When you’re a South Carolina couple expecting your first baby, the prospect of a two-day, 1,000-mile road trip to deliver your bundle of joy seems far-fetched.
“Boston is not next door,” concedes Tradd Martin. “But after talking about the pros and cons, it was an easy decision.”
Tradd and his wife Jean decided to deliver their son Alex at Brigham and Women’s Hospital after doctors detected a Vein of Galen malformation, a rare blood vessel abnormality in the brain, during a third-trimester ultrasound.
“I was 32 weeks pregnant, and everything was going great. We even debated not doing the ultrasound, but a little something was telling us, ‘Go ahead,’” recalls Jean.
The ultrasound technician told the Martins she was concerned about an area in Alex’s brain, and the obstetrician diagnosed the couple’s unborn son with a Vein of Galen malformation.
“Our whole world turned upside down,” says Jean. She started researching the condition online to try to find some answers. “There was hardly anything on the Internet, except for Boston Children’s Hospital.” …
“I heard a noise and went in and saw him in a full-blown tonic-clonic seizure,” says his mother, Amy. Paramedics brought him to the hospital. Any further seizures could mean trouble, they told the Stedmans. “They said, basically, ‘you’re allowed one seizure in your life,’” Amy recalls.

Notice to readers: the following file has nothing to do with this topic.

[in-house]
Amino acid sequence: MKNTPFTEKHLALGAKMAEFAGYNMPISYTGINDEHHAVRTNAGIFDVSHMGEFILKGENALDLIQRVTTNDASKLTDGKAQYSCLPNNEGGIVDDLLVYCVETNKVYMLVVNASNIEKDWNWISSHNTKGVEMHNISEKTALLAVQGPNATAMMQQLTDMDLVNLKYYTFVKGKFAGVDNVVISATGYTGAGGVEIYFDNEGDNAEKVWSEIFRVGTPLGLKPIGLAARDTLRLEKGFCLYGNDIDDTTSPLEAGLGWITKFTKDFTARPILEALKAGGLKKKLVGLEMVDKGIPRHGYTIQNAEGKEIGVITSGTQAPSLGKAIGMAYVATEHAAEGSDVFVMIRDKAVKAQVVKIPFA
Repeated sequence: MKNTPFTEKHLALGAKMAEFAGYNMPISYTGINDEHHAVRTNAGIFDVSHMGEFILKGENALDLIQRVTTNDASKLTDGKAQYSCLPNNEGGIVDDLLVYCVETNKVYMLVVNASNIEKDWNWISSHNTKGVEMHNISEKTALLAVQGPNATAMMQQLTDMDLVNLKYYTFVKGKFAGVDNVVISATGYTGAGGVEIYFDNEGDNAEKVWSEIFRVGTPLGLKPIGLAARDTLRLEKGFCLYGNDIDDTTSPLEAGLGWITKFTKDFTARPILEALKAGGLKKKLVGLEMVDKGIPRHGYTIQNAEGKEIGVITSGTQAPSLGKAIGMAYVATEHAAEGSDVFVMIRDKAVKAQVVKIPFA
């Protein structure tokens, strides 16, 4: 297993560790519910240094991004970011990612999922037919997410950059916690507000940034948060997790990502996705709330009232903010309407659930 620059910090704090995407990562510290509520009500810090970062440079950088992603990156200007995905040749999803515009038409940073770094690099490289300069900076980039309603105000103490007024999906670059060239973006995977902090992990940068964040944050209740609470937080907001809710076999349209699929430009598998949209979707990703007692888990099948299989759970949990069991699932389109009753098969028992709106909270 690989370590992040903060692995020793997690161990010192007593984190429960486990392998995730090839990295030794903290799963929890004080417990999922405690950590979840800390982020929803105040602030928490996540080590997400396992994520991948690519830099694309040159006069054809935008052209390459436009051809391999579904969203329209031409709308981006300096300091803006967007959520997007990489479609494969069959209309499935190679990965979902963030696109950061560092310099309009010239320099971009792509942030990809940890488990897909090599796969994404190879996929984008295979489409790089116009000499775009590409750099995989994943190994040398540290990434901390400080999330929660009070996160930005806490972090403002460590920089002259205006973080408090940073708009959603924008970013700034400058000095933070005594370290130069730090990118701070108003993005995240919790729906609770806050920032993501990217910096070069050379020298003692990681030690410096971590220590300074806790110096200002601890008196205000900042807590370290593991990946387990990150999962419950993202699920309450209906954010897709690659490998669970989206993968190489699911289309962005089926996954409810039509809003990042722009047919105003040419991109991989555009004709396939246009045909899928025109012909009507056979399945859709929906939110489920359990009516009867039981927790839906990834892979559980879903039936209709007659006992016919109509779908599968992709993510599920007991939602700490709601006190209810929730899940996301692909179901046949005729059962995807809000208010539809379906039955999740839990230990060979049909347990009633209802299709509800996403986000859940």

A few months later, on an August evening around 10 p.m., Adam spoke with his girlfriend on the phone. She later told Amy, “Go check on him—he sounds kind of out of it.” That turned out to be a second seizure.
The third seizure, the worst yet, happened on Nov. 11. Adam had the day off from school, and his girlfriend was visiting. The family was eating dinner when the seizure started. It lasted nearly five minutes, and Adam was turning blue. Another seizure followed within weeks. The local hospital in Connecticut did an MRI, and the Stedmans received a call: “Can you come in before the office opens?”
Adam had an arteriovenous malformation, or AVM, a tangle of abnormally connected arteries and veins. Through a recommendation, the Stedmans met five days later with Dr. Edward Smith, a neurosurgeon in Boston Children’s Hospital’s Cerebrovascular Surgery and Interventions Center.
Because the AVM was in the visual processing area of his brain, Adam faced a risk of serious vision loss if the AVM wasn’t removed soon. It could bleed or burst at any time.
Performing an incredibly complex surgery like Violet’s craniofacial reconstruction takes teamwork and highly specialized tools. Our doctors used 3D printing to create models of Violet’s skull and practice her surgery before ever meeting her. Join us and watch Violet’s journey unfold.